Schoch, R. R., Voigt, S., and M. Buchwitz. 2010. A chroniosuchid from the Triassic of Kyrgyzstan and analysis of chroniosuchian relationships. Zoological Journal of the Linnean Society 160: 515–530. doi:10.1111/j.1096-3642.2009.00613.x

Abstract - A nearly complete skull and associated osteoderms from the Middle/Upper Triassic Madygen Formation of Kyrgyzstan are referred to a new chroniosuchid genus and species. The new taxon is characterized by a parabolic skull outline, pustular ornamentation, tabular-squamosal contact, marked postparietal embayments, and the lack of an antorbital fontanelle. The palate is only preserved in part, showing broad palatines and ectopterygoids. Presence of a preorbital fenestra and characteristic osteoderm morphology are synapomorphies shared with all other chroniosuchids. According to the phylogenetic analysis performed, the new chroniosuchid nests with Chroniosaurus, with which it shares the wide, transversely extended osteoderms and pustular ornamentation. The chroniosuchians are robustly supported as a natural group, but their position within the reptiliomorph (stem-amniote) clade is not adequately understood. Whereas the parasphenoid is similar to that of anthracosaurs, most other characters support a higher nesting of chroniosuchians within the stem-amniotes.

Upcoming Article on Massospondylus (Sauropodomorpha) Embryos from the Lower Jurassic of Africa

A bunch of news articles have come out over the last two days discussing an upcoming article in the Journal of Vertebrate Paleontology discussing details of embrionic remains of the Jurassic sauropodomorph Massospondylus.

At this time it is unclear how this paper will differ from the original find of Massospondylus embryos in 2005.

You can check out two of the new stories (including photos) here and here.


from http://www.msnbc.msn.com/id/40133043/ns/technology_and_science-science/


Chinleana has Reached Over 100,000 Visitors

Today the counter at the bottom of the main page went over 100,000 hits. I'd like to thank everyone who has visited Chinleana over the last couple of years. When I decided to start a blog featuring mainly Triassic paleontology, I wondered if I would have enough material to make it a couple of months. Two years and three months later I have been able to post an average of every three days and there seems to be no shortage of news of material to post or discuss.  It absolutely amazes me how much Triassic related work is published each year and this is surely a tribute to the hard work of all of my Triassic colleagues and my readers. Thank you.

A New Paper That is Sure to Stir Up Some Debate

I'm not an expert on feathers so I can't offer an opinion but I'm sure lots of others will.

Dzik, J., Sulej, T., and G. Niedwiedzki. 2010. Possible link connecting reptilian scales with avian feathers from the early Late Jurassic of Kazakstan. Historical Biology 22: 394-402.


Abstract - Organic tissue of a recently found second specimen of feather-like Praeornis from the Karabastau Formation of the Great Karatau Range in southern Kazakstan, has a stable carbon isotope composition indicative of its animal affinity. Three-dimensional preservation of its robust carbonised shaft indicates original high contents of sclerotic organic matter, which makes the originally proposed interpretation of Praeornis as a keratinous integumental structure likely. The new specimen is similar to the holotype of Praeornis in the presence of three 'vanes' on a massive shaft not decreasing in width up to near its tip. Unlike it, the vanes are not subdivided into barbs and the pennate structure is expressed only in the distribution of organic-matter-rich rays. Similar continuous blades border the 'barbs' in the holotype, but the organic matter was removed from them by weathering. It is proposed that the three-vaned structure is a remnant of the ancestral location of scales along the dorsum and their original function in sexual display, similar to that proposed for the Late Triassic probable megalancosaurid Longisquama. Perhaps subsequent rotation around the shaft, in the course of evolution from an ancestral status similar to Praeornis towards the present aerodynamic and protective function of feathers, resulted in the tubular appearance of their buds.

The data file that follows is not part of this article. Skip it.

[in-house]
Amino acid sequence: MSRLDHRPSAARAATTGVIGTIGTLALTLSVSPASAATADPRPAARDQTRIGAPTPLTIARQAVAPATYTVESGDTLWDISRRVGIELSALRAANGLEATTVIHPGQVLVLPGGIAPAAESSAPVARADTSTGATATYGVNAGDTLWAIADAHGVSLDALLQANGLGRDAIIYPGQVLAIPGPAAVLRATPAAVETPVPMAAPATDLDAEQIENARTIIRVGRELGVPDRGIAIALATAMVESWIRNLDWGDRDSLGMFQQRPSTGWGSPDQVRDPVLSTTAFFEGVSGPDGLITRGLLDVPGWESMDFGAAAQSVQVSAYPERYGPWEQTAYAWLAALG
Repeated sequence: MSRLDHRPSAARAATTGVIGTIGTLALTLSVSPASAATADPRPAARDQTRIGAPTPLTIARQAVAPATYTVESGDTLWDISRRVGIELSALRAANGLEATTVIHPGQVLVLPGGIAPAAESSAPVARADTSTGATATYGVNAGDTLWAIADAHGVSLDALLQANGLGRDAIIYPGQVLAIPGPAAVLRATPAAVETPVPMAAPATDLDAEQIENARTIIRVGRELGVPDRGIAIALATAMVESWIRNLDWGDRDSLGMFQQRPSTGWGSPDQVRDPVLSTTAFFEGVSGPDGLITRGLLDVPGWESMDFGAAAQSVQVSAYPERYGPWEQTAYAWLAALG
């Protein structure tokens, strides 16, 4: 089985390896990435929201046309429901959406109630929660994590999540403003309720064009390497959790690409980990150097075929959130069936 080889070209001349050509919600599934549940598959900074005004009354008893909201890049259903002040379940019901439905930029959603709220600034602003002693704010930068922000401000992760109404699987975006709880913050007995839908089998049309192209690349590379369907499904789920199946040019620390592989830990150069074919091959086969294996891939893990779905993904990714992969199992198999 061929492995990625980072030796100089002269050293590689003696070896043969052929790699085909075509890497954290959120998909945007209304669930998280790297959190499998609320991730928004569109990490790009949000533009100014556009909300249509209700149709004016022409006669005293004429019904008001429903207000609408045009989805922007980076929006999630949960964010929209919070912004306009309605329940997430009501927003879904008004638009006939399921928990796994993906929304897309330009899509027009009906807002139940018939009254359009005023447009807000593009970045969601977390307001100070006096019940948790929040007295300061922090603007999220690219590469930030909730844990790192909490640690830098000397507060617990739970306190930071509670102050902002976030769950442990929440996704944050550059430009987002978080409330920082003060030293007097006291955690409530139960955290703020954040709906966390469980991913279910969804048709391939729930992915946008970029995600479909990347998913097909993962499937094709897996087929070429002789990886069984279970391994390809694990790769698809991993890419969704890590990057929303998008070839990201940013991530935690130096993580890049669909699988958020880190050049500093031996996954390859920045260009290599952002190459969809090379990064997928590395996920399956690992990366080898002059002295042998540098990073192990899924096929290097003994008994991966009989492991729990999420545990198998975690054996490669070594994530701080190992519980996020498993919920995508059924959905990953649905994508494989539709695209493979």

Time Now for a Pseudosuchian - Desmatosuchus spurensis by Jeff Martz

Based on the traffic I've been getting everyone has really been enjoying the critter reconstructions by Jeff Martz. The past few days have focused on the ornithidirans but I think it is time to journey over to the other archosaurian branch.  Here is the aetosaur Desmatosuchus spurensis from the Late Triassic of the American southwest. If you really enjoy Jeff's work, please let him hear it.

Plateosaurus engelhardti Reconstruction by Jeffrey Martz

This is the last sample in Jeff Martz's dinosauromorph series and by far one of the most striking reconstructions, especially the coloration. This is the sauropodomorph Plateosaurus from the Upper Triassic of Germany.

Lesothosaurus diagnosticus Reconstruction by Jeff Martz

Here is a colorful, feathered, and very mean version of the Jurassic basal ornithischian Lesothosaurus from South Africa.  I think that this would make a great mascot for some college sports team.

Silesaurus opolensis Reconstruction by Jeff Martz

This is my favorite in Jeff's dinosauromorph series. The silesaurid dinosauriform Silesaurus from the Upper Triassic of Poland.

Marasuchus lilloensis Reconstruction by Jeffrey Martz

Continuing along on the new dinosauromorph series by Jeff Martz, here is a bluish version of the dinosauromorph Marasuchus from the Middle Triassic of Argentina.

Coelophysis bauri Reconstruction by Jeff Martz

A very colorful and fuzzy Coelophysis. Part of the new dinosauromorph series by Jeff Martz.

The neotheropod Coelophysis bauri from the Upper Triassic of New Mexico.

Herrerasaurus ischigualastensis Reconstruction by Jeff Martz

The herrerasaurid Herrerasaurus ischigualastensis from the Upper Triassic of Argentina

Tawa hallae Reconstruction by Jeff Martz

It has been awhile since I have featured some of Jeff Martz's Triassic critter artwork on this site.  Since that time his work has gained much more recognition, including some kudos from his mom!  He has posted some his more recent dinosauromorph material on his own site, but just in case you missed it I'll be reposting some of it here over the next few days.


The basal theropod Tawa hallae from the Upper Triassic Petrified Forest Member of the Chinle Formation in the Chama Basin of north-central New Mexico.


Chinle Formation Scenes

The Petrified Forest/Owl Rock Member contact in the Little Painted Desert north of Winslow, Arizona